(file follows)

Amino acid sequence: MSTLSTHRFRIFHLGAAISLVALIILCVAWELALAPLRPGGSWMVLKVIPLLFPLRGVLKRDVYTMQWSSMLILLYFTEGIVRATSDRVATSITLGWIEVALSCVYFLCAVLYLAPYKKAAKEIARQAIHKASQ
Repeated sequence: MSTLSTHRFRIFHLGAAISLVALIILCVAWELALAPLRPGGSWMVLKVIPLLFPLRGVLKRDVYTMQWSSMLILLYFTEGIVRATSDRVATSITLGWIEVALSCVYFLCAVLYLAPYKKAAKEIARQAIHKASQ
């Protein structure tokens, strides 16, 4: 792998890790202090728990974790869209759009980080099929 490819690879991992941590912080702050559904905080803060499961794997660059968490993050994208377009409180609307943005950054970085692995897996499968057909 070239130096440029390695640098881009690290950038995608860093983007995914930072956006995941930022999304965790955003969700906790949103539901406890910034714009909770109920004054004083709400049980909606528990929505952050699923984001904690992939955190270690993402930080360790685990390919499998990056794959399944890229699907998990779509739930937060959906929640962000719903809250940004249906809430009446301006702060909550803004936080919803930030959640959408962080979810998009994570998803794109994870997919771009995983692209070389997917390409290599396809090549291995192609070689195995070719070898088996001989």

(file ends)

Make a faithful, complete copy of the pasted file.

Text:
Amino acid sequence: MSTLSTHRFRIFHLGAAISLVALIILCVAWELALAPLRPGGSWMVLKVIPLLFPLRGVLKRDVYTMQWSSMLILLYFTEGIVRATSDRVATSITLGWIEVALSCVYFLCAVLYLAPYKKAAKEIARQAIHKASQ
Repeated sequence: MSTLSTHRFRIFHLGAAISLVALIILCVAWELALAPLRPGGSWMVLKVIPLLFPLRGVLKRDVYTMQWSSMLILLYFTEGIVRATSDRVATSITLGWIEVALSCVYFLCAVLYLAPYKKAAKEIARQAIHKASQ
């Protein structure tokens, strides 16, 4: 792998890790202090728990974790869209759009980080099929 490819690879991992941590912080702050559904905080803060499961794997660059968490993050994208377009409180609307943005950054970085692995897996499968057909 070239130096440029390695640098881009690290950038995608860093983007995914930072956006995941930022999304965790955003969700906790949103539901406890910034714009909770109920004054004083709400049980909606528990929505952050699923984001904690992939955190270690993402930080360790685990390919499998990056794959399944890229699907998990779509739930937060959906929640962000719903809250940004249906809430009446301006702060909550803004936080919803930030959640959408962080979810998009994570998803794109994870997919771009995983692209070389997917390409290599396809090549291995192609070689195995070719070898088996001989």